Cost-Effectiveness Analysis of a Television Campaign to Promote Seasonal Influenza Vaccination Among the Elderly
- Author(s): Kim, M
- Yoo, BK
- et al.
Published Web Locationhttps://doi.org/10.1016/j.jval.2015.03.1794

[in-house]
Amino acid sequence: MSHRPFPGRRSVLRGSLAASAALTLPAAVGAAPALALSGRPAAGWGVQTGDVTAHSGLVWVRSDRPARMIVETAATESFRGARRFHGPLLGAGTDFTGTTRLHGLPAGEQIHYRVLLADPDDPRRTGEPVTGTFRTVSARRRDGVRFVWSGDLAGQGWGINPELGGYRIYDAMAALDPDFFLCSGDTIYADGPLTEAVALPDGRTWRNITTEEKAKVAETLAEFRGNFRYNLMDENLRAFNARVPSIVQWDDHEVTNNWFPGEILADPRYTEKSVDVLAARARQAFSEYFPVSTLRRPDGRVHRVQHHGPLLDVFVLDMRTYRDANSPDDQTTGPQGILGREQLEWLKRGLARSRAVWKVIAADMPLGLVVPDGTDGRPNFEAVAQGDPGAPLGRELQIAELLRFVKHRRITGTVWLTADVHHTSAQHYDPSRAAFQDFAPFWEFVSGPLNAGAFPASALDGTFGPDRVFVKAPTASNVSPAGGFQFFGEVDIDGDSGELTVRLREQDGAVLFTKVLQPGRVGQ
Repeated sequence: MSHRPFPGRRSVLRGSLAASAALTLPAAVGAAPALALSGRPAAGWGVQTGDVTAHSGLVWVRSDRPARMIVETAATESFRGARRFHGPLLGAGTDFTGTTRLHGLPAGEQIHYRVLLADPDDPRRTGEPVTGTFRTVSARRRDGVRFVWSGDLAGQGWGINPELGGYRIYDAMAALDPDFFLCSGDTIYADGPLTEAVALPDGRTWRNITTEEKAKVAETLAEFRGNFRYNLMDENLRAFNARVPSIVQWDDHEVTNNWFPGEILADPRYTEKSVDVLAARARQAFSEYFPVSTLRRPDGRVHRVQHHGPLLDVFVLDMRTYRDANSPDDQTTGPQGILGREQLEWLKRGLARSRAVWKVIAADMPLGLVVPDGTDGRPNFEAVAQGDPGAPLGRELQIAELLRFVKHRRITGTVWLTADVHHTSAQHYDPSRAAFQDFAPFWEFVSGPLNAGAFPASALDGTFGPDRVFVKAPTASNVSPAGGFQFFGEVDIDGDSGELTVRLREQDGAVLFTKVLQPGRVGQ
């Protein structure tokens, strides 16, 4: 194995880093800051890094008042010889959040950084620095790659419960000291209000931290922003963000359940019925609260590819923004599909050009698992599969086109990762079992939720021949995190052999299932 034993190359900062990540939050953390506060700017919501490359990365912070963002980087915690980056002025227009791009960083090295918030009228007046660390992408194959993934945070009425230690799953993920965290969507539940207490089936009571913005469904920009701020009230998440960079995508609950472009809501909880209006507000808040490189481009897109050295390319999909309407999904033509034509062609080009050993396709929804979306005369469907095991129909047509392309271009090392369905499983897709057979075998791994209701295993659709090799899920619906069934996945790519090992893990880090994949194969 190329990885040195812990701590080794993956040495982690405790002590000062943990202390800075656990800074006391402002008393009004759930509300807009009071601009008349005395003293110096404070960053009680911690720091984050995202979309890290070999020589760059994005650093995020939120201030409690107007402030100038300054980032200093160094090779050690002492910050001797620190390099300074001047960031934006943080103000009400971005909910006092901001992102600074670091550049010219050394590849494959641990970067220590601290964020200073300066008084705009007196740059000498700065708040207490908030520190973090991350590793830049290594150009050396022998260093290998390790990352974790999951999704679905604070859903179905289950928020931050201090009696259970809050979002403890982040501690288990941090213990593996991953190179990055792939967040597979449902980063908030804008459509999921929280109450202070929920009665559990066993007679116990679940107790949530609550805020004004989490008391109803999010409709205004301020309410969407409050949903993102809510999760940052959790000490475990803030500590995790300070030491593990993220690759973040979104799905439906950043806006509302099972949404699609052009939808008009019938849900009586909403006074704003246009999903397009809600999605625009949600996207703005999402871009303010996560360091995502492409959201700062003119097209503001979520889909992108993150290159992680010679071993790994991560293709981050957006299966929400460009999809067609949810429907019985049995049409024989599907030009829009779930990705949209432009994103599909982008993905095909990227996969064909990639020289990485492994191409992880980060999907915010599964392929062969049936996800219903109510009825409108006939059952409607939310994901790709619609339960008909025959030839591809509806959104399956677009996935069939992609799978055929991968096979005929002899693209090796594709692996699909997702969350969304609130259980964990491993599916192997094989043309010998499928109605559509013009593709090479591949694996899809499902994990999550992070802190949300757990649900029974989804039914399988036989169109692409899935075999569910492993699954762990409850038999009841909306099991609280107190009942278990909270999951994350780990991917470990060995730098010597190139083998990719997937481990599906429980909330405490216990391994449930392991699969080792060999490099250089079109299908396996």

© 2015 Published by Elsevier Inc. Background The U.S. policy goals regarding influenza vaccination coverage rate among the elderly include the increase in the coverage rate and the elimination of disparities across racial/ethnic groups. Objective To examine the potential effectiveness of a television (TV) campaign to increase seasonal influenza vaccination among the elderly. Methods We estimated the incremental cost-effectiveness ratio (ICER, defined as incremental cost per additionally vaccinated Medicare individual) of a hypothetical nationwide TV campaign for influenza vaccination compared with no campaign. We measured the effectiveness of the nationwide TV campaign (advertised once a week at prime time for 30 seconds) during a 17-week influenza vaccination season among four racial/ethnic elderly groups (N=39 million): non-Hispanic white (W), non-Hispanic African American (AA), English-speaking Hispanic (EH), and Spanish-speaking Hispanic (SH). Results The hypothetical campaign cost was $5,960,000 (in 2012 US dollars). The estimated campaign effectiveness ranged from -1.1% (the SH group) to 1.42% (the W group), leading to an increased disparity in influenza vaccination among non-Hispanic white and non-Hispanic African American (W-AA) groups (0.6 percentage points), W-EH groups (0.1 percentage points), and W-SH groups (1.5 percentage points). The estimated ICER was $23.54 (95% confidence interval $14.21-$39.37) per additionally vaccinated Medicare elderly in a probabilistic analysis. Race/ethnicity-specific ICERs were lowest among the EH group ($22.27), followed by the W group ($22.47) and the AA group ($30.55). The nationwide TV campaign was concluded to be reasonably cost-effective compared with a benchmark intervention (with ICER $44.39 per vaccinated individual) of a school-located vaccination program. Break-even analyses estimated the maximum acceptable campaign cost to be $14,870,000, which was comparable to the benchmark ICER. Conclusions The results could justify public expenditures on the implementation of a future nationwide TV campaign, which should include multilingual campaigns, for promoting seasonal influenza vaccination.